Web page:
America’s Founding, Ep. 4: The Ideas Behind A Revolution

Sarah Burns,

Release Date
July 11, 2016



“Freedom is hard to keep and easy to lose. For that reason, when government starts encroaching, it’s incumbent on a people to fight back.”

How did “No taxation without representation” become a rallying cry for war? It wasn’t just the actions of the British, but the political beliefs of the colonists that caused this reaction. Many colonists were influenced by the ideology of radical Whigs, a political movement that began in England years earlier. Prof. Sarah Burns explains radical Whig theory, and how it convinced many colonists that it was their moral duty to fight back against oppressive rule.

The Two Ideas that Made America (blog post): Blog post by Prof. Sarah Burns on Radical Whig Theory and Classical Liberal Theory influences in the founding.
America’s Founding (playlist): Check out the rest of our videos about America’s Founding and the rest of our summer binge learning series at
No Taxation Without Representation – Schoolhouse Rock (Youtube video): Classic Schoolhouse Rock music video on the American Revolution. 

>> Let’s start with that familiar phrase, no taxation without representation. What does this phrase mean, and why is it important? Much like us today, colonists thought of themselves as a free people. When government assert novel powers, this makes the free people nervous. The colonists are the encroachment of parliament through the prism of something called Radical Whig Theory.

Because of this theory, the events after 1763 took on a Certain meaning that eventually compelled rebellion. Now, first thing’s first, what is Radical Whig Theory, and no, it has nothing to do with actual wigs. Whig theory started in England years earlier as response to the increasing power of the king in the Court.

Yes, they were worried about it too. This theory holds that individuals within in a free society must jealously guard their liberty and be wary of any government encroachment. This school of thought focuses on reviving ancient ideals of civic virtue. It holds that freedom is hard to keep and easy to lose.

For that reason, when government starts encroaching, it’s incumbent on a people to fight back. If they don’t fight back, they have to consider themselves too morally corrupt for self governance. Americans didn’t think that parliament had the power to directly tax them. Free men after all only answer to themselves.

An American’s didn’t have a representative in parliament. Without a representative therefore, there’s only so much power a distant government can assert before it starts to look oppressive. By the time parliament started passing the Intolerable Act in the 1770, colonies realized they had to resist collectively. This lead to the creation of the continental congress where they tried to determine how to resist these novel powers.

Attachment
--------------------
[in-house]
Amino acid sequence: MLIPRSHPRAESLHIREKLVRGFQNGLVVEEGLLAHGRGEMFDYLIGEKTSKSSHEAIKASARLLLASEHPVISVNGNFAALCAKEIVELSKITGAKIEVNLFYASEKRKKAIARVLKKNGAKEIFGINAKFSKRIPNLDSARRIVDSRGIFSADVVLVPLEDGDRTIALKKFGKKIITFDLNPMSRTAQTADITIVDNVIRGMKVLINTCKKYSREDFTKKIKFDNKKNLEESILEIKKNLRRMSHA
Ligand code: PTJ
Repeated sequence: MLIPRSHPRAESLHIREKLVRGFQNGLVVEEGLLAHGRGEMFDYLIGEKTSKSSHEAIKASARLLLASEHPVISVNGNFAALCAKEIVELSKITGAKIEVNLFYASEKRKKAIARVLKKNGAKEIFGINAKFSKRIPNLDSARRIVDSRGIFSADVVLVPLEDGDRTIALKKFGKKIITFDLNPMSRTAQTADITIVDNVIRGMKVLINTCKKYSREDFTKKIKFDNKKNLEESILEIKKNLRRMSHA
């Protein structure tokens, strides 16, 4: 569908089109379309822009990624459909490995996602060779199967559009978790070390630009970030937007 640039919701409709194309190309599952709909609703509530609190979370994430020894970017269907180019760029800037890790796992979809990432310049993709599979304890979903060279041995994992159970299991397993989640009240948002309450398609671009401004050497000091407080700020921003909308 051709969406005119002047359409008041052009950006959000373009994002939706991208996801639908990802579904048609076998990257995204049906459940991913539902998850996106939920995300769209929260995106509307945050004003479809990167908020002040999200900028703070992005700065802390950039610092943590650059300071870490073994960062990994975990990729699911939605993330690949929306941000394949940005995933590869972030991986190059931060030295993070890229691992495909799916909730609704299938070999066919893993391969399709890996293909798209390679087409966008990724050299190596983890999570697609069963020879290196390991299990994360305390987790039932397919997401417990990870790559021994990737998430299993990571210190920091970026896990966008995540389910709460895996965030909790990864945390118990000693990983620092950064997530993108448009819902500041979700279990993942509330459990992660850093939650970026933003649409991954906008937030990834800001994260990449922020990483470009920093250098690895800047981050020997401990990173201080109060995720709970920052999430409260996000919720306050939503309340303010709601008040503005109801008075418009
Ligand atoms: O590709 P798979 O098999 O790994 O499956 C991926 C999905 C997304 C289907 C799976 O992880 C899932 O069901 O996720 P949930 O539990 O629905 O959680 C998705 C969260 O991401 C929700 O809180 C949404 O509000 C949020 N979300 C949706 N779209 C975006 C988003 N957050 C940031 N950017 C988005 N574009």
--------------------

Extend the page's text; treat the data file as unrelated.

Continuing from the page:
Meanwhile in England, they continued to have a tenure to colonial grievances. They didn’t want to give up their power to tax so instead they declared the colonies in rebellion and passed several measures trying to quash it. This went against England’s ultimate interest and demonstrates how differently each side saw the argument.

While parliament wished to bring the colonists to heel, it’s possible or even likely that if they had had a lighter touch, colonists would have relented. After all, what they were looking for was a representative in parliament and a few other things. So it was the obstinance and the arrogance of the English that pushed several who were on the fence over towards the side of revolution.

It pushed them over because of wig ideology. The concerns and the continental congress stem from the view that powerful government is a very serious threat to political liberty. This is true at both the top and the bottom. At the top, power can collect into one set of hands.

At the bottom, Individuals who are too weak to push back against government encroachment are viewed as morally corrupt. In the colonies, therefore, accepting the increased presence of the armed forces and accepting the increased burden of the new taxes would demonstrate a lack of political virtue. Because of this, the post war events convinced even those who were hesitant that they had to rebel, and this would eventually lead to war with England.

Whig Theory is one of two important ideologies underlying the revolutionary spirit. The other is classical liberalism as exemplified by John Locke. In the next video, we’ll look through how it is that his theory influenced the founders and how they weaved these two theories together to create a new democratic order.

If you want to learn more about American Revolution, click on the other videos from this series.